"Luther, in fact, wanted a system of education as free and unrestricted as the Gospel he preached, indifferent, like the Gospel, to distinctions of sex or of social class."  (The History of Western Education, William Boyd, 1965).

The Reformer, John Calvin, also advocated universal education.  His Geneva plan included "a system of elementary education in the vernacular for all, including reading, writing, arithmetic, grammar and religion, and the establishment of secondary schools for the purpose of training citizens for civil and ecclesiastical leadership."

John Comenius pioneered schools in Bohemia, teaching children about God, man and nature. 

Civil leaders at that time harboured a "distrust of formal book learning." The idea that every child should attend school did not originate from secular authorities, but from Christian Reformers such as Luther, Melanchthon, Comenius and Calvin.


Graded levels of education was first introduced in the 16th Century by a German Lutheran layman, Johann Sturm, who believed that this system would motivate students to study, because they would be rewarded by advancing to the next level.  Sturm introduced the gymnasium, in Strasbourg in 1538.


Kindergardens were first established by Frederick Froebel (1782 - 1852).  Froebel was a devout Christian who believed that the world of man and nature were connected by God.  The son of a German Lutheran pastor, Froebel developed the idea of a school that would allow young children to grow under the care of an expert gardener (a teacher) in a children's garden (kindergarden) because he had often helped his father in the family garden. 


Education for the deaf was also pioneered by Christians.  Charles L'Epee developed a sign language for formally teaching the deaf, in 1775.  Thomas Gallaudet, a congregational clergyman, opened the first school for the deaf in the USA in 1817.  Gallaudet taught not only the three R's, but also the fourth R, Religion, so that deaf people could read, write, and communicate what was most important.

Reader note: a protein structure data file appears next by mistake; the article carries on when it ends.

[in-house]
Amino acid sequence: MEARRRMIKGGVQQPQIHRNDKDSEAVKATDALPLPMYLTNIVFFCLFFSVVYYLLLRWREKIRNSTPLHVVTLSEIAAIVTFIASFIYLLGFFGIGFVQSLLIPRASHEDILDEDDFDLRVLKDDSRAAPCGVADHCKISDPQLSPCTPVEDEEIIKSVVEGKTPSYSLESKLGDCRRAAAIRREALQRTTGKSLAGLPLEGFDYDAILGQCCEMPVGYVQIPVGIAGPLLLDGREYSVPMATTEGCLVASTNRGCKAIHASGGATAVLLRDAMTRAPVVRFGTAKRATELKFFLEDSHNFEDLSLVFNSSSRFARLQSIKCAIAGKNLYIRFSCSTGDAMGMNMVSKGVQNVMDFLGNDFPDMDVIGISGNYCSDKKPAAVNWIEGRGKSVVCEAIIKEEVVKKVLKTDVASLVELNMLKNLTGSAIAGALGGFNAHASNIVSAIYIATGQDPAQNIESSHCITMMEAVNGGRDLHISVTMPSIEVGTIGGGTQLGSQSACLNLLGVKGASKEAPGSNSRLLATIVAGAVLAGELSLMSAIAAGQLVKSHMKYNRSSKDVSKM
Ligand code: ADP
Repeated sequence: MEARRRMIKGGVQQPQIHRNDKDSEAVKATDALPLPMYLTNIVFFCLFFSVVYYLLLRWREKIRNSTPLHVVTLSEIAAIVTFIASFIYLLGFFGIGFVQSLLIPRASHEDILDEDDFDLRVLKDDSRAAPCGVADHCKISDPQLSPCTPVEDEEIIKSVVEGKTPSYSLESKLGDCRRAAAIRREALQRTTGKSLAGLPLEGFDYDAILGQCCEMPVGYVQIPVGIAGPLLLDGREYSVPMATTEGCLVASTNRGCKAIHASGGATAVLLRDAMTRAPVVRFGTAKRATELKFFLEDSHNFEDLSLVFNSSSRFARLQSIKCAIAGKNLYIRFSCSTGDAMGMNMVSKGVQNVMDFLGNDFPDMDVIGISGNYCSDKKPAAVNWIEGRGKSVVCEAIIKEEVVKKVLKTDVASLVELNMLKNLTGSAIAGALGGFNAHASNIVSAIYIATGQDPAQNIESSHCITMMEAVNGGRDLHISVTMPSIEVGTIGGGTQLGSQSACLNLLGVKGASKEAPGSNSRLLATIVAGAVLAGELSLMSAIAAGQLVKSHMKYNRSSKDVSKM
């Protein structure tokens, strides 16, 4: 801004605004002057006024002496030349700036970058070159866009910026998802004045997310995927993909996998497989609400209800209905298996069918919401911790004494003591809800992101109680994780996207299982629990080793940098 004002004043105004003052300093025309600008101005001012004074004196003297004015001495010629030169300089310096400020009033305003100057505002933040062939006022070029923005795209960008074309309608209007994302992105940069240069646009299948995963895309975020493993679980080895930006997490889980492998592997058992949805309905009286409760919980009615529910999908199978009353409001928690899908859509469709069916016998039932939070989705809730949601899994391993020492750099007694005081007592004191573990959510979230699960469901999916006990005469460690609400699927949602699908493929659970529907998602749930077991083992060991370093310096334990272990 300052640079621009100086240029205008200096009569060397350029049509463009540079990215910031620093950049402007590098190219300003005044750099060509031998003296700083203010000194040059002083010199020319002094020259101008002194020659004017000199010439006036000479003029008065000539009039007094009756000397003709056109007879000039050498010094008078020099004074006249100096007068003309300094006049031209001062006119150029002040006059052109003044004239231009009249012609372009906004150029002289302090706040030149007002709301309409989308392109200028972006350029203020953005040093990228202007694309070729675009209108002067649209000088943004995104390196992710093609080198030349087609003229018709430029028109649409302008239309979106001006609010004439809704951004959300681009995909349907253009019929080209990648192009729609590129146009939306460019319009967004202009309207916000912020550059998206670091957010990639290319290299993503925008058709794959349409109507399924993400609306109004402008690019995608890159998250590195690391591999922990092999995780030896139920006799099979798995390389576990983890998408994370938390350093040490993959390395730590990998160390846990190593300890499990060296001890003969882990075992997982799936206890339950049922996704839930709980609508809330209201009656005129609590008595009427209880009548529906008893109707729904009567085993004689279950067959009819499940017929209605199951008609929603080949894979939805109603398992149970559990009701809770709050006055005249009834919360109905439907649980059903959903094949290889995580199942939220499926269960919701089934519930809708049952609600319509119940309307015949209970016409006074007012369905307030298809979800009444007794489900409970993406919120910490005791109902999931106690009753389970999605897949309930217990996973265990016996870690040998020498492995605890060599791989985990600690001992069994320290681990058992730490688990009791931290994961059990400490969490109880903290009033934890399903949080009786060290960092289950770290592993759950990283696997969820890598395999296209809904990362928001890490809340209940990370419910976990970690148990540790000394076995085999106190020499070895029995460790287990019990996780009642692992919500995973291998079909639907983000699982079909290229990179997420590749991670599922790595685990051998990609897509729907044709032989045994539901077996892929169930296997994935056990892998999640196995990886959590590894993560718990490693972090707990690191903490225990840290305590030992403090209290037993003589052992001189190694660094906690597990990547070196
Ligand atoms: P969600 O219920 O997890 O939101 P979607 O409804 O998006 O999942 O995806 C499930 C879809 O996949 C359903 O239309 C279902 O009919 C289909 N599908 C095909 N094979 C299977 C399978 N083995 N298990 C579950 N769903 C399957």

Before Jesus Christ, human life in the Greek and Roman world was extremely cheap.  Infants born with physical defects, such as blindness, were commonly abandoned to die in the wilderness.  In Greece, blind babies were cast into the sea.  Boys who survived their blind infancy, or who became blind later in childhood, usually became galley slaves and blind girls were commonly assigned to a life of prostitution. 

However, Jesus Christ showed particular compassion for the blind, healing many blind individuals during His ministry on earth.  When the Roman persecution of the Church ended, in the 4th Century, Christians established asylums for the blind.

In the 19th Century, Louis Braille (1809 - 1852) a dedicated Christian who had lost his eyesight at age three, developed his own alphabet system of pinpricked raised dots.  By 1834 he gave to the world of the blind six embossed dots, three high and two wide for each letter of the alphabet.  Louis attended church every Sunday and while still a teenager became a proficient church organist.  On his deathbed, Braille said "I am convinced that my mission is finished on earth; I tasted yesterday the supreme delight; God condescended to brighten my eyes for the splendour of eternal hope." It was Braille's vision that enables millions of blind people to read with their fingers. 


The industrial revolution of the 18th Century led to the widespread practice of child labour in British factories.  Robert Raikes (1735 -   1811) a printer by trade, felt led to help the children of the poor by teaching them on Sundays.  Before the advent of child labour laws, children worked up to twelve hours per day, six days a week.  But they were free on Sundays.  Raikes began his first Sunday school in 1780.  The boys and girls came from some of the poorest homes, and learned the skill of reading and the riches of the Bible in these Sunday Schools which soon spread worldwide.